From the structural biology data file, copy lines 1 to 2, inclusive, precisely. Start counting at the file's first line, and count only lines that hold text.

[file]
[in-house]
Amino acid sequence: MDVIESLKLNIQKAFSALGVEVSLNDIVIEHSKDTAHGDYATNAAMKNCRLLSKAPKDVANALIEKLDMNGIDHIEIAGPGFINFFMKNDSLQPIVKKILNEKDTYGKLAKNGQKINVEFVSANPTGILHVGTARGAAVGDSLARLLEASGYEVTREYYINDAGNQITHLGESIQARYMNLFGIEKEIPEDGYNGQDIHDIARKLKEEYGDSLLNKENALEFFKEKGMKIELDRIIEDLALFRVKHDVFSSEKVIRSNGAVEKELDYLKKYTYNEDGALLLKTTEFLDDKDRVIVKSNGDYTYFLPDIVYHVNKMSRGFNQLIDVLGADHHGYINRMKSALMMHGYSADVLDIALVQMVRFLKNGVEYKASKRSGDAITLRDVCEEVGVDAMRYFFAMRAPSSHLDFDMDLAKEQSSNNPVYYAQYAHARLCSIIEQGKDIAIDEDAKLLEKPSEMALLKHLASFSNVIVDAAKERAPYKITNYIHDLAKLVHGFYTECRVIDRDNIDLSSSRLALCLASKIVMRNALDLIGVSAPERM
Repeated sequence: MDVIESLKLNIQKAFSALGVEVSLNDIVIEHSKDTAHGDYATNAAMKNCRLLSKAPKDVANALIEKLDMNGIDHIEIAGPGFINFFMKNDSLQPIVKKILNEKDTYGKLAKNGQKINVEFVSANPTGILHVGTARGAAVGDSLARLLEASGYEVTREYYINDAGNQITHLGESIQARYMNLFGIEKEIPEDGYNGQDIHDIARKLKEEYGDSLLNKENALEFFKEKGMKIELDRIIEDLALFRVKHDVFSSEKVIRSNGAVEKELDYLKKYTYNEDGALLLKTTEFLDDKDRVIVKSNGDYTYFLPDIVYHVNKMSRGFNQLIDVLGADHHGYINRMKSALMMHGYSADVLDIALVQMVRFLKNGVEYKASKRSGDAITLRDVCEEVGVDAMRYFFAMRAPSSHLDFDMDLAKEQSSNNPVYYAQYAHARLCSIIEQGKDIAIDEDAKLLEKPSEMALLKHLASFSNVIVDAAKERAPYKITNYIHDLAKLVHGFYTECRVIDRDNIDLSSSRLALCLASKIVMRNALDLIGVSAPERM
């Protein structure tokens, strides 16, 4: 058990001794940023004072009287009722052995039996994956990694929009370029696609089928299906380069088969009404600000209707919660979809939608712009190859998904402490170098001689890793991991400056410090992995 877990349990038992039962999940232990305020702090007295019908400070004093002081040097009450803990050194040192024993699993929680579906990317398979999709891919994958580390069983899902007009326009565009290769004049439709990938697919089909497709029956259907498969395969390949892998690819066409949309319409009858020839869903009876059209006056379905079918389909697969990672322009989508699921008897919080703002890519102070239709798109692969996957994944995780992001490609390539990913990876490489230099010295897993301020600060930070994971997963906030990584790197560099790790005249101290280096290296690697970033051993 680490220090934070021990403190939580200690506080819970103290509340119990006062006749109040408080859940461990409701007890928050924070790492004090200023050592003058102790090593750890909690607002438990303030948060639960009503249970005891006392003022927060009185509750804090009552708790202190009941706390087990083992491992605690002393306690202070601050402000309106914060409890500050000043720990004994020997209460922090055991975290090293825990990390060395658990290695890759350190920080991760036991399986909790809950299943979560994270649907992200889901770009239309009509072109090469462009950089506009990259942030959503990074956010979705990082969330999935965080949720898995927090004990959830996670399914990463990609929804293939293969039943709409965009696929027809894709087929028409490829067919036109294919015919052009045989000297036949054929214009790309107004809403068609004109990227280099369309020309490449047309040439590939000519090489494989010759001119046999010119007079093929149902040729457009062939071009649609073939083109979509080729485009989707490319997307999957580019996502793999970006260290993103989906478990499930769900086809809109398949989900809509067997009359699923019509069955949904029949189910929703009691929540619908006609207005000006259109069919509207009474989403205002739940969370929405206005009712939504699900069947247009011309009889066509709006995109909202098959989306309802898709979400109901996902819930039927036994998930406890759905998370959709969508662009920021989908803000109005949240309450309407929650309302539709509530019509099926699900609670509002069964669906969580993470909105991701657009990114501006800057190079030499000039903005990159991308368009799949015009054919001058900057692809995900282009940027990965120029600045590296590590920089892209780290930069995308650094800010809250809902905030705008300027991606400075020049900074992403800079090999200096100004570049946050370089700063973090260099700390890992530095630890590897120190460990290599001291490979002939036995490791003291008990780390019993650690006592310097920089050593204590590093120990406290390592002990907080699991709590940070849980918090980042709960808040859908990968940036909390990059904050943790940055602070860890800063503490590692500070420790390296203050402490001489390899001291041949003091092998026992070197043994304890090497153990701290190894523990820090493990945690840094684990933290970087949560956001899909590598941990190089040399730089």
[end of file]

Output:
[in-house]
Amino acid sequence: MDVIESLKLNIQKAFSALGVEVSLNDIVIEHSKDTAHGDYATNAAMKNCRLLSKAPKDVANALIEKLDMNGIDHIEIAGPGFINFFMKNDSLQPIVKKILNEKDTYGKLAKNGQKINVEFVSANPTGILHVGTARGAAVGDSLARLLEASGYEVTREYYINDAGNQITHLGESIQARYMNLFGIEKEIPEDGYNGQDIHDIARKLKEEYGDSLLNKENALEFFKEKGMKIELDRIIEDLALFRVKHDVFSSEKVIRSNGAVEKELDYLKKYTYNEDGALLLKTTEFLDDKDRVIVKSNGDYTYFLPDIVYHVNKMSRGFNQLIDVLGADHHGYINRMKSALMMHGYSADVLDIALVQMVRFLKNGVEYKASKRSGDAITLRDVCEEVGVDAMRYFFAMRAPSSHLDFDMDLAKEQSSNNPVYYAQYAHARLCSIIEQGKDIAIDEDAKLLEKPSEMALLKHLASFSNVIVDAAKERAPYKITNYIHDLAKLVHGFYTECRVIDRDNIDLSSSRLALCLASKIVMRNALDLIGVSAPERM